Most bullets make small sonic booms when flying through the air, which to our ears sound like a loud, distinct “crack!” For the Pentagon’s special forces, that makes it hard to be sneaky about what they’re shooting. Now the commandos want to be sneakier with slower, quieter bullets, U.S. information telecommunication magazine Wired reported Tuesday.
According to the magazine, the Special Operations Command (SOCOM) under the U.S. Department of Defense plans to develop rifles in the 5.56, 7.62 and.338 calibers, which will travel at low enough velocities to avoid breaking the sound barrier, thus creating no “crack” noise.
In the solicitations, the special forces said the bullet aims to “provide superior covert and stealth capabilities” for not only the military,but police forces and the Department of Homeland Security.
Commandos have used subsonic bullets since World War II, though these are mainly effective in smaller guns like the .22 and 9 mm caliber pistols.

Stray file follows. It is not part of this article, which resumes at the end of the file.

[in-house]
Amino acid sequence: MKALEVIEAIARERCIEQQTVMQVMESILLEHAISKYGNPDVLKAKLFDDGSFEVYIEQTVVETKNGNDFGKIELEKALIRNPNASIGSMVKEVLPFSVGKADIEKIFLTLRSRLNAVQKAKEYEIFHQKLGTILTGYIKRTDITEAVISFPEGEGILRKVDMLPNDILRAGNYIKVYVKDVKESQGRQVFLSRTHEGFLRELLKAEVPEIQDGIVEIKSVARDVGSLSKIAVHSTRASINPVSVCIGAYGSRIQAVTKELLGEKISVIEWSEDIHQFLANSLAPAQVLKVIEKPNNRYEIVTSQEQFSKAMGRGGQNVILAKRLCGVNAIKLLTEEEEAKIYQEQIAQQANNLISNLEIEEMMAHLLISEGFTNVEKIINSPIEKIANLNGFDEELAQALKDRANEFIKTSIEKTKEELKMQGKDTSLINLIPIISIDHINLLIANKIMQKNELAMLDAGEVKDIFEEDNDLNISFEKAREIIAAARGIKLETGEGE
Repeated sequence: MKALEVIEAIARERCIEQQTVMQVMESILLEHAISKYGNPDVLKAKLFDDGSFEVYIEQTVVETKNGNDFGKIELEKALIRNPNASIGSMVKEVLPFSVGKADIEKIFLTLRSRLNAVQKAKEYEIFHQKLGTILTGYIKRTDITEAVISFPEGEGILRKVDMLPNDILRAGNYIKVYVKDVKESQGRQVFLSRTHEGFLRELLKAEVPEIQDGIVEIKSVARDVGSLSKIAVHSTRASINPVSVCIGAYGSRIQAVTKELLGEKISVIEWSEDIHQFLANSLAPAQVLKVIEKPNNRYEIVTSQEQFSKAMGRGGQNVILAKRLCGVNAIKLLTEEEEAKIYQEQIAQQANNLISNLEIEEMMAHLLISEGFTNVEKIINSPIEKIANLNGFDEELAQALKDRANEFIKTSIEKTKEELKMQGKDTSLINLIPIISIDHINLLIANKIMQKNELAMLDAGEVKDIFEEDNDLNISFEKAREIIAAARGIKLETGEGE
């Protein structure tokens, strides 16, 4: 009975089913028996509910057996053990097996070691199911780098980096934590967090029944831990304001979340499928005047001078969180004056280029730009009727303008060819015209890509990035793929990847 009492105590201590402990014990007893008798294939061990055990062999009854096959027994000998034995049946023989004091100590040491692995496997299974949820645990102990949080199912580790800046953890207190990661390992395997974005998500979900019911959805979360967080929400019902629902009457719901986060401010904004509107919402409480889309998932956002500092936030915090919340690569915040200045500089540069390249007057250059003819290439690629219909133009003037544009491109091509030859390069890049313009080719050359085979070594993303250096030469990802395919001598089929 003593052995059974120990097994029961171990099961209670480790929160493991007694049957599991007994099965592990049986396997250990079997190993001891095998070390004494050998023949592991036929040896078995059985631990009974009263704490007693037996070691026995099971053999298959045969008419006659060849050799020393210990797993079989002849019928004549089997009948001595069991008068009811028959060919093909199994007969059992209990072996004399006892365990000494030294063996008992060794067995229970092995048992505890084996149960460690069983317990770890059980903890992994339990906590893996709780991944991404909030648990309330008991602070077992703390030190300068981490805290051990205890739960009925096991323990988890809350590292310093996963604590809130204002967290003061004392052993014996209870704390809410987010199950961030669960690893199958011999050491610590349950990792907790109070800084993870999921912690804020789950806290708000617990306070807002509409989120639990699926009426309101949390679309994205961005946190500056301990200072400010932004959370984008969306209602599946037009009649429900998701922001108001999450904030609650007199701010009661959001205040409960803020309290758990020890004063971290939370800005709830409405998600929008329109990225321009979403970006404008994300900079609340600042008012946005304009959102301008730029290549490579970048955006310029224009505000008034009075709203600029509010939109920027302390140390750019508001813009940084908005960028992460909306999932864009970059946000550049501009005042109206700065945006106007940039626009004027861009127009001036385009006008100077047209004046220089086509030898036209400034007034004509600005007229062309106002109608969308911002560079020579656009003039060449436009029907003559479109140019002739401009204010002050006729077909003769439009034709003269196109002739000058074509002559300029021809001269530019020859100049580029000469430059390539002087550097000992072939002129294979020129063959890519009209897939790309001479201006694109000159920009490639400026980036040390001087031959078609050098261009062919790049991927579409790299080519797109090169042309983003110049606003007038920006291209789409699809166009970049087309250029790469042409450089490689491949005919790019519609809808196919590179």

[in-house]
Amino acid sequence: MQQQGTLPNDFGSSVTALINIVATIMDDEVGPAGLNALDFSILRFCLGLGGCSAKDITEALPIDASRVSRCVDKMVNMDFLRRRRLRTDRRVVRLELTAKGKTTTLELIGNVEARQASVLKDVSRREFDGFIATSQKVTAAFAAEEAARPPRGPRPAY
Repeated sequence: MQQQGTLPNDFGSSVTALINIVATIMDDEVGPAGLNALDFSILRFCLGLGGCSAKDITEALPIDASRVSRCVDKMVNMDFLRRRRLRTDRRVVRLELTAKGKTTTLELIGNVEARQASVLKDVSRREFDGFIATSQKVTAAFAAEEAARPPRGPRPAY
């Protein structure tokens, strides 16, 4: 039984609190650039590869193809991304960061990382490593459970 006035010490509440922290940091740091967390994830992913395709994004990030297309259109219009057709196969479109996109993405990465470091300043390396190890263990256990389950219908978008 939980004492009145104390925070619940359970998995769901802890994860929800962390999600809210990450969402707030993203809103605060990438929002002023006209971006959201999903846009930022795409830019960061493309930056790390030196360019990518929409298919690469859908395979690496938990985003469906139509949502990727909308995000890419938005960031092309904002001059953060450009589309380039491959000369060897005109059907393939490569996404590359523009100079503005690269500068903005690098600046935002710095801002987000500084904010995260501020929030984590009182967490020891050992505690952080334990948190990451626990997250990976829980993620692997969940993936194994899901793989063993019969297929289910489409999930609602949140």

Breaking the sound barrier also pretty much negates the use of a sound suppressor, or “silencer,” which the special forces would likely want to use against militants in Afghanistan and around the world, the magazine said.
One solution could be using “polymer cased ammunition” as opposed to brass or steel. Polymer-cased bullets “produce a reliable and consistent powder burn.” More specifically, polymer obturates at lower pressures, which means it may be possible to shoot a heavy bullet with less propellant while theoretically not trading for accuracy and range.
According to the solicitation, subsonic bullets “experience significant accuracy problems due to excessive deviations in velocity.” The gunpowder (or propellant charge) for a subsonic bullet has to be used in smaller quantities than for a normal bullet, and the bullet itself has to be heavier. This results in bullet that is far and away less accurate, doesn’t go nearly as far, and “creates lower pressures which … makes it hard to get a clean burn of the propellant causing rapid fouling of the weapon.”